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The Midnight Terror Cave of Maya Child-Trafficking and Sacrifice

A cave in Belize has earned the name Midnight Terror Cave. In 2006, it was discovered to contain many thousands of human bones, and tests on teeth found indicate that they were children. Further tests indicate that those children were not local to the area. Could it be a case of human trafficking in order to supply sacrifices to the gods for rain? Collectors Weekly put together the story of the cave by talking to Dr. James Brady and Dr. Jaime Awe, who excavated the cave; Samantha Lorenz, who is writing her thesis on the project; Dr. Naomi Marks, who investigated the teeth, and Dr. James Doyle, curator of Mesoamerican artifacts from the Metropolitan Museum of Art.  

“Various ethno-historic information from the Spanish suggest that if children were orphaned or something like that, the kids were snatched up immediately and used as sacrificial victims,” Brady says. “So we know that sacrifice victims also came from within a society. But if you’re sacrificing people on a large scale and you’re only drawing from within your own society, that could cause some real social unrest, which is why capturing warriors or importing victims from another kingdom probably came to be preferred. But we have no hard data on this yet for the entire Maya area.”

That may change as more teeth like the ones from the Midnight Terror Cave are tested for their strontium isotopic signatures. If those teeth are any indication of data to come, scientists and the general public may not like what they learn.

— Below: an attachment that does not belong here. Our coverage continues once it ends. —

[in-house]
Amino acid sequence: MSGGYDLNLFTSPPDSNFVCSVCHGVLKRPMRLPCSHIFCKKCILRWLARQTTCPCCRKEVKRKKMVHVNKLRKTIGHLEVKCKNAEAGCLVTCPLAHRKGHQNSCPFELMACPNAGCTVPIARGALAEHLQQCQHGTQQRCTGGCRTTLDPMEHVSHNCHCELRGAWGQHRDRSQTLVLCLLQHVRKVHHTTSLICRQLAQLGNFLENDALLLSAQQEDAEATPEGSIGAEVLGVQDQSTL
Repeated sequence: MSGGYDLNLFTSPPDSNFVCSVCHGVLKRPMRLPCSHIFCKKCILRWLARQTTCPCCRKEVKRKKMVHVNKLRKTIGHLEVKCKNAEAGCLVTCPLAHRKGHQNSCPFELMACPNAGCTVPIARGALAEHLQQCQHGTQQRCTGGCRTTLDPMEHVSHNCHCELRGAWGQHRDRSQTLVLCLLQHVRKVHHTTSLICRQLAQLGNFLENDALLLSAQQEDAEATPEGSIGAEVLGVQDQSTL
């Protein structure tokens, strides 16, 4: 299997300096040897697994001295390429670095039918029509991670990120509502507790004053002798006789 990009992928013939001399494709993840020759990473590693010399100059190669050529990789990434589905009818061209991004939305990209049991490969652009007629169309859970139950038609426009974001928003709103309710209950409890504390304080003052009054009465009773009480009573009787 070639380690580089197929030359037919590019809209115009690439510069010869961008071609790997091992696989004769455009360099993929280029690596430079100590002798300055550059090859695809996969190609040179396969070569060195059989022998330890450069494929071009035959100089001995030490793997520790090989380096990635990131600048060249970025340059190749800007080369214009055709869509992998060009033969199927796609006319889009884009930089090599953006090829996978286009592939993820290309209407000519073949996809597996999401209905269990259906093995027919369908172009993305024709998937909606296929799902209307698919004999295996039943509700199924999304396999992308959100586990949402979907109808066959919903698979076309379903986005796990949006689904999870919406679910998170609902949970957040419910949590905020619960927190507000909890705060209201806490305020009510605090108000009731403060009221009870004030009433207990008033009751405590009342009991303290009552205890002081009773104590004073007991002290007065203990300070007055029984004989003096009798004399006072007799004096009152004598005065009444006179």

“Anything dealing with the sacrifice of children is going to be difficult to look at,” says Lorenz. “But it definitely piques my interest in the Maya culture, and makes me want to understand what would have been happening at that time to support a worldview in which children could be basically taken from their homes and sacrificed for what I would imagine was a belief in a greater good.”

Read how the Midnight Terror Cave was discovered, and the research that went into its story, at Collectors Weekly.

(Image credit: Cal State L.A.)

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I remember something that a Latin American history professor taught me in college.

During the early years of the Spanish conquest of Central America, a Spanish expeditionary force made contact with a Maya tribe. They tried to convert the conquered Maya to Christianity and end the practice of human sacrifice, but translation problems got in the way.

During their efforts, Spanish missionaries showed crucifixes to the Maya. The Maya responded by thinking, "Oh, so that's how they want us to sacrifice people!" So they began crucifying their victims, to the horror of the Spanish.
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